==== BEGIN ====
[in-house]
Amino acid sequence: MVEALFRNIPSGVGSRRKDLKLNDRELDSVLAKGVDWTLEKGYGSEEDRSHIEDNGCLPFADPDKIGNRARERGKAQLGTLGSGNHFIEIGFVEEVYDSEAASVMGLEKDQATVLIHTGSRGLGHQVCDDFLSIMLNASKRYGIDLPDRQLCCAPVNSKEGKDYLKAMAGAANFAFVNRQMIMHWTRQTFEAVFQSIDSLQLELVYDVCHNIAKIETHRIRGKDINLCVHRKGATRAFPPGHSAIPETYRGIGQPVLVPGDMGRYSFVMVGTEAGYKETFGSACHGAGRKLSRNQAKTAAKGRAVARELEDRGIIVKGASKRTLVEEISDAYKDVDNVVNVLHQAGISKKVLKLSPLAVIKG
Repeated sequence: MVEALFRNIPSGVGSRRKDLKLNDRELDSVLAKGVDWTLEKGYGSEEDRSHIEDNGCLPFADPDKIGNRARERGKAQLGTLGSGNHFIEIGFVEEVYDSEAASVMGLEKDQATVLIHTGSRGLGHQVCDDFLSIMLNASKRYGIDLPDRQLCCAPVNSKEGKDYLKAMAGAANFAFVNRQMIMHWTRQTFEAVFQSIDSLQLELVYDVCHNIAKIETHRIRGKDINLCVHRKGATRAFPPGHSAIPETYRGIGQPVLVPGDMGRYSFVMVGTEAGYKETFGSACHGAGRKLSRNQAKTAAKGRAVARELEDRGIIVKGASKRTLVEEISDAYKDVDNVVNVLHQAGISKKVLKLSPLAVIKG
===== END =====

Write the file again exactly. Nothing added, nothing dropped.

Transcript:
[in-house]
Amino acid sequence: MVEALFRNIPSGVGSRRKDLKLNDRELDSVLAKGVDWTLEKGYGSEEDRSHIEDNGCLPFADPDKIGNRARERGKAQLGTLGSGNHFIEIGFVEEVYDSEAASVMGLEKDQATVLIHTGSRGLGHQVCDDFLSIMLNASKRYGIDLPDRQLCCAPVNSKEGKDYLKAMAGAANFAFVNRQMIMHWTRQTFEAVFQSIDSLQLELVYDVCHNIAKIETHRIRGKDINLCVHRKGATRAFPPGHSAIPETYRGIGQPVLVPGDMGRYSFVMVGTEAGYKETFGSACHGAGRKLSRNQAKTAAKGRAVARELEDRGIIVKGASKRTLVEEISDAYKDVDNVVNVLHQAGISKKVLKLSPLAVIKG
Repeated sequence: MVEALFRNIPSGVGSRRKDLKLNDRELDSVLAKGVDWTLEKGYGSEEDRSHIEDNGCLPFADPDKIGNRARERGKAQLGTLGSGNHFIEIGFVEEVYDSEAASVMGLEKDQATVLIHTGSRGLGHQVCDDFLSIMLNASKRYGIDLPDRQLCCAPVNSKEGKDYLKAMAGAANFAFVNRQMIMHWTRQTFEAVFQSIDSLQLELVYDVCHNIAKIETHRIRGKDINLCVHRKGATRAFPPGHSAIPETYRGIGQPVLVPGDMGRYSFVMVGTEAGYKETFGSACHGAGRKLSRNQAKTAAKGRAVARELEDRGIIVKGASKRTLVEEISDAYKDVDNVVNVLHQAGISKKVLKLSPLAVIKG